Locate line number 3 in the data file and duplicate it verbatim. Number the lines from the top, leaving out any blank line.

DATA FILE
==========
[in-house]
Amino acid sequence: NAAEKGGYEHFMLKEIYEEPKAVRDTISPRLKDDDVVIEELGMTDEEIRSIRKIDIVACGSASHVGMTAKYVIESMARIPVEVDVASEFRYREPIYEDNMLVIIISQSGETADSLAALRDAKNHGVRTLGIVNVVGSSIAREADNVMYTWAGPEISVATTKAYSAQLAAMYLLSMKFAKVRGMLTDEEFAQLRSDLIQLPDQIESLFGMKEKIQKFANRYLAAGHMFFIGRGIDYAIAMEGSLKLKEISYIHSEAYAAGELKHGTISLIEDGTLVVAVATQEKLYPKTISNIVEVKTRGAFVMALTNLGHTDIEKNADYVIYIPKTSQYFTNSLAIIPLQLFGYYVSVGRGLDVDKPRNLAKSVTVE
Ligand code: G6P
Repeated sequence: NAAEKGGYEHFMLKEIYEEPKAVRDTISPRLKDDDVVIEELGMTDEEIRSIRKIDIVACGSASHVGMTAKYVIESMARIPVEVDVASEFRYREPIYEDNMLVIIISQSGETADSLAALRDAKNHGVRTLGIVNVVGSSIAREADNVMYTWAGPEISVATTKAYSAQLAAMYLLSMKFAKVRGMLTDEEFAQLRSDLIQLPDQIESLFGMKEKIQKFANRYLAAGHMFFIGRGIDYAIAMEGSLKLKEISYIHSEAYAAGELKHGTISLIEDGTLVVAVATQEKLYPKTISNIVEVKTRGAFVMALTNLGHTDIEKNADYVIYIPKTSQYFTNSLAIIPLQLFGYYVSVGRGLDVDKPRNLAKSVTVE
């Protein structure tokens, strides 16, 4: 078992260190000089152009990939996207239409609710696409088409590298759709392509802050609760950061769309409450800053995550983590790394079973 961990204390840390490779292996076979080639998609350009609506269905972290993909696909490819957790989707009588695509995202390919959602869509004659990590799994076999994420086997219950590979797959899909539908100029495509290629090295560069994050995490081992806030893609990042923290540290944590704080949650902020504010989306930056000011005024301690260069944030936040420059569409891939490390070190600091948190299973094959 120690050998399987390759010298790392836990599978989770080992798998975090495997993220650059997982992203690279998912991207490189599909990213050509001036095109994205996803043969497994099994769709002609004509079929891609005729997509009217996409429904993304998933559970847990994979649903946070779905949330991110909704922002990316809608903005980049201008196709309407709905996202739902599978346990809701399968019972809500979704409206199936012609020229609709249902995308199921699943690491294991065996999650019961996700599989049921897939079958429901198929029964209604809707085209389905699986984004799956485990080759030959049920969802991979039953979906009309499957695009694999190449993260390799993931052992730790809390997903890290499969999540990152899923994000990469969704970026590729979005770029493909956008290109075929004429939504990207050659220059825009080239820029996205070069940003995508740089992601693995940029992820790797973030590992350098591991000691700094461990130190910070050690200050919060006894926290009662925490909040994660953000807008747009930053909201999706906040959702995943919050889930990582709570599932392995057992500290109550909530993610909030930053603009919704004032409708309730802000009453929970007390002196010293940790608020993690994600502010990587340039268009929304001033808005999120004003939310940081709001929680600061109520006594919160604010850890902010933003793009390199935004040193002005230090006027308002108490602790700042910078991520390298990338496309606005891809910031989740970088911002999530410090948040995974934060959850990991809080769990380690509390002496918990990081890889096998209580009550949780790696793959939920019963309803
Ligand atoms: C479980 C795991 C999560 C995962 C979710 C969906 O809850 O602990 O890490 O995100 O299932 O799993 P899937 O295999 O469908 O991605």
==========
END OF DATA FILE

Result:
Ligand code: G6P